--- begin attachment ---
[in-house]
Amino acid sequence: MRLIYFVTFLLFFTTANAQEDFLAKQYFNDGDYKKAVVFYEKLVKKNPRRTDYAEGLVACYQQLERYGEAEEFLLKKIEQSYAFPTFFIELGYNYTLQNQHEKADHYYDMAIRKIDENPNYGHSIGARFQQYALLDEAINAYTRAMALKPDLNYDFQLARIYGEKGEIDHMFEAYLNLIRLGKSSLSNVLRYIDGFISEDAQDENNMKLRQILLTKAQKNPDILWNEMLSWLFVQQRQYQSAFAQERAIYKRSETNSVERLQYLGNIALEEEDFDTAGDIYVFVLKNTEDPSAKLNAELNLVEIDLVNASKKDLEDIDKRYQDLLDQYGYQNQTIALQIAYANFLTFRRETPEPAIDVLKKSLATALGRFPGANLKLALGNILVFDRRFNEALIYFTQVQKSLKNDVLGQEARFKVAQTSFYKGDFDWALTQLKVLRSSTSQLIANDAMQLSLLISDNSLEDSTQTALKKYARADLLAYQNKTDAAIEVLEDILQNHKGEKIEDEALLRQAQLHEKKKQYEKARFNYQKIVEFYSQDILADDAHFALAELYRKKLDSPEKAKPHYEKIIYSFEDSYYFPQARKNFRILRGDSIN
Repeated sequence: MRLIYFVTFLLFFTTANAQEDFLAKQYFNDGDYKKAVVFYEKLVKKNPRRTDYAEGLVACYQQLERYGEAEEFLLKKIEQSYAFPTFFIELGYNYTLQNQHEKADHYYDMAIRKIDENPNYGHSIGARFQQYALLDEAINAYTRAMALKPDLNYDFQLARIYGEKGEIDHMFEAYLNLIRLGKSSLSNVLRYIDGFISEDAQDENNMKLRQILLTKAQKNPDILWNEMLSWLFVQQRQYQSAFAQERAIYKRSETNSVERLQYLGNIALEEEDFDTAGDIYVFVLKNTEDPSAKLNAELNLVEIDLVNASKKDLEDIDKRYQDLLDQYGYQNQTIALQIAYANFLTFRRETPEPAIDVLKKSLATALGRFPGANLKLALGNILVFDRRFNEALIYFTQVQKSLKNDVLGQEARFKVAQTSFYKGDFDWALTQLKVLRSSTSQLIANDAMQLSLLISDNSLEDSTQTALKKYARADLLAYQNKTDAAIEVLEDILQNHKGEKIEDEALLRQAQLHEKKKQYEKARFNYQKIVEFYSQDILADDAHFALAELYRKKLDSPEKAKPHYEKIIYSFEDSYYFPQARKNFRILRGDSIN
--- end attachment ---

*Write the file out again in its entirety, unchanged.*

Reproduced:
[in-house]
Amino acid sequence: MRLIYFVTFLLFFTTANAQEDFLAKQYFNDGDYKKAVVFYEKLVKKNPRRTDYAEGLVACYQQLERYGEAEEFLLKKIEQSYAFPTFFIELGYNYTLQNQHEKADHYYDMAIRKIDENPNYGHSIGARFQQYALLDEAINAYTRAMALKPDLNYDFQLARIYGEKGEIDHMFEAYLNLIRLGKSSLSNVLRYIDGFISEDAQDENNMKLRQILLTKAQKNPDILWNEMLSWLFVQQRQYQSAFAQERAIYKRSETNSVERLQYLGNIALEEEDFDTAGDIYVFVLKNTEDPSAKLNAELNLVEIDLVNASKKDLEDIDKRYQDLLDQYGYQNQTIALQIAYANFLTFRRETPEPAIDVLKKSLATALGRFPGANLKLALGNILVFDRRFNEALIYFTQVQKSLKNDVLGQEARFKVAQTSFYKGDFDWALTQLKVLRSSTSQLIANDAMQLSLLISDNSLEDSTQTALKKYARADLLAYQNKTDAAIEVLEDILQNHKGEKIEDEALLRQAQLHEKKKQYEKARFNYQKIVEFYSQDILADDAHFALAELYRKKLDSPEKAKPHYEKIIYSFEDSYYFPQARKNFRILRGDSIN
Repeated sequence: MRLIYFVTFLLFFTTANAQEDFLAKQYFNDGDYKKAVVFYEKLVKKNPRRTDYAEGLVACYQQLERYGEAEEFLLKKIEQSYAFPTFFIELGYNYTLQNQHEKADHYYDMAIRKIDENPNYGHSIGARFQQYALLDEAINAYTRAMALKPDLNYDFQLARIYGEKGEIDHMFEAYLNLIRLGKSSLSNVLRYIDGFISEDAQDENNMKLRQILLTKAQKNPDILWNEMLSWLFVQQRQYQSAFAQERAIYKRSETNSVERLQYLGNIALEEEDFDTAGDIYVFVLKNTEDPSAKLNAELNLVEIDLVNASKKDLEDIDKRYQDLLDQYGYQNQTIALQIAYANFLTFRRETPEPAIDVLKKSLATALGRFPGANLKLALGNILVFDRRFNEALIYFTQVQKSLKNDVLGQEARFKVAQTSFYKGDFDWALTQLKVLRSSTSQLIANDAMQLSLLISDNSLEDSTQTALKKYARADLLAYQNKTDAAIEVLEDILQNHKGEKIEDEALLRQAQLHEKKKQYEKARFNYQKIVEFYSQDILADDAHFALAELYRKKLDSPEKAKPHYEKIIYSFEDSYYFPQARKNFRILRGDSIN